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Originally Posted by silvertree View Post
I do mostly carpentry, but I can tape and repair old plaster, and had worked primarily on older homes in Connecticut and Massachusetts before moving to the midwest. For skim coating I use a finishing trowel and a 20" rubber squeegee. If you don't need to be historically correct try a squeegee first and then a trowel with topping mix. There is a learning curve, but you can do a nice job with those tools. As you said Towertaper, tough on the shoulders.
Trowel, squeegee,spray water bottle and topping mix.
Thats an interesting technique! Do you use the squeegee on the first and second coat or just the second? I would want to build the material up on the first time through and then maybe smooth things out with the squeegee method second. Might try that next time
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Old 03-30-2008, 03:28 PM   #6
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Re: Skim Coating


I don't do much coating and taping now-a-days... but, I can still hold my own.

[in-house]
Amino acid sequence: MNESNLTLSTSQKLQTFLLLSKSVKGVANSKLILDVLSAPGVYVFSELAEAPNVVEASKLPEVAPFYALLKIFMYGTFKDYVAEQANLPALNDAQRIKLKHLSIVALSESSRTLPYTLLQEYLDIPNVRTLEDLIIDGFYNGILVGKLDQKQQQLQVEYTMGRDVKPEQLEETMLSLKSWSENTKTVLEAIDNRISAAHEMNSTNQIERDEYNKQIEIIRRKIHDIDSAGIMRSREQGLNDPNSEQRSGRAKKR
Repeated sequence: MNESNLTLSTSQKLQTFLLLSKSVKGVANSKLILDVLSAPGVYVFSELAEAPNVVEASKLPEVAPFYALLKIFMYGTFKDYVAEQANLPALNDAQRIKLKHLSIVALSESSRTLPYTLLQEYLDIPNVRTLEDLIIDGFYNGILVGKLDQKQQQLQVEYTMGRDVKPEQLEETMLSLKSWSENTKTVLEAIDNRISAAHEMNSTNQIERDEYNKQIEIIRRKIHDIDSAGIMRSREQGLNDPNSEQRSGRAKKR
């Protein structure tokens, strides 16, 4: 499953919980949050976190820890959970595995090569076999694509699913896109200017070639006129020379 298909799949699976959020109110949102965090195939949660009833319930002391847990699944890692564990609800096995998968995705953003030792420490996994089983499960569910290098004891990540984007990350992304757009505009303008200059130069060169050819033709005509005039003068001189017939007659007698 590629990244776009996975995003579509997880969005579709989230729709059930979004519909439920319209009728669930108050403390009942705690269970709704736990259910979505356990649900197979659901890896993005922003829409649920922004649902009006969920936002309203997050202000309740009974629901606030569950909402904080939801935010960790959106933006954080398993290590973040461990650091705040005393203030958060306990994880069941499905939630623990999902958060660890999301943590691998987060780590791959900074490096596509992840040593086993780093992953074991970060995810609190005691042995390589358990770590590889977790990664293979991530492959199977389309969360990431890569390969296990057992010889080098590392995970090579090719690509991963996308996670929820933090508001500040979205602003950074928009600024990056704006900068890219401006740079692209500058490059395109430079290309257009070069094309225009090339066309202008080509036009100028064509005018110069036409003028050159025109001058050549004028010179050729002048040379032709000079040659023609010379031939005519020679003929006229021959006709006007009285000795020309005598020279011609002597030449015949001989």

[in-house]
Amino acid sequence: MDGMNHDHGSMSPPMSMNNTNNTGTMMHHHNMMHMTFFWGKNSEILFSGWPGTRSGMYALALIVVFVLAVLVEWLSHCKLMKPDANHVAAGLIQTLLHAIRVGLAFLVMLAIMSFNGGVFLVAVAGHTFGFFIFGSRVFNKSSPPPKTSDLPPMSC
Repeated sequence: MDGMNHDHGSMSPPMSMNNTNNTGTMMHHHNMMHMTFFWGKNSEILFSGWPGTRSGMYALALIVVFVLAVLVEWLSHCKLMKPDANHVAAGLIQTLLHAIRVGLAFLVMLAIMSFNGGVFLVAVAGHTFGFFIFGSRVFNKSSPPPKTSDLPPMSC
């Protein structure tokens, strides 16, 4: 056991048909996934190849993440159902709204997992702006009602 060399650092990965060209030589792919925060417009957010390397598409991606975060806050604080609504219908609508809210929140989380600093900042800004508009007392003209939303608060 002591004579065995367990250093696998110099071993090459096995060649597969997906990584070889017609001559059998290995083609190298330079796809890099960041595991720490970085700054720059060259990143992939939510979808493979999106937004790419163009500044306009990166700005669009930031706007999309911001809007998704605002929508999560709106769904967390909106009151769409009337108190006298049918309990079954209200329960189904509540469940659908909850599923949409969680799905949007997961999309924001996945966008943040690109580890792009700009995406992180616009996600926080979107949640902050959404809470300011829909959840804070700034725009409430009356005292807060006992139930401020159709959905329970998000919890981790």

The key is the shape of the knife. The one I still use, when I have to, is slightly curved or leveled on the edges. Arched slightly at the center. It got this way from alot of use. (Filing, if knicks developed).

FWIW: I didn't think much of my taping skills/coating skills, till about 8 years ago, when a very old timer (retired) paid me a compliment, while we were both on a volunteer project. That made me realize that I am half-decent at it.

I can do very smooth and even, compound skim-coating with this knife, and leave virtually no ridges. However, give me a "new" knife, that isn't shaped that way, and, there are going to be lines and edges...

The thing that you (bujaly) need to realize, is that this is something that was learned from about 5+ years of doing taping/coating/drywall fulltime (when I started off in the business). It is not something that you will pick-up" from doing "alot" of "drywall" ....on projects. I am still glad that it is the first skill I learned in the trades, as I consider it the most difficult, patience-racking, and advantageous skill for the line of work I am in.
I still chuckle when our tapers (newly-hired guys) try to slip something (crappy work) by me on a project at the drywall stage, because they think I "need them" in order to get the work done...

Example (before sanding):




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Old 03-30-2008, 04:28 PM   #7
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Re: Skim Coating


I recently skim coated a large ceiling that had vermiculite acustic texture . 2 coats(90 min. mud) opposite directions and 1 touch up coat(all purpose) then srayed w/ Knockdown. Turned out nice.







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Old 03-30-2008, 05:03 PM   #8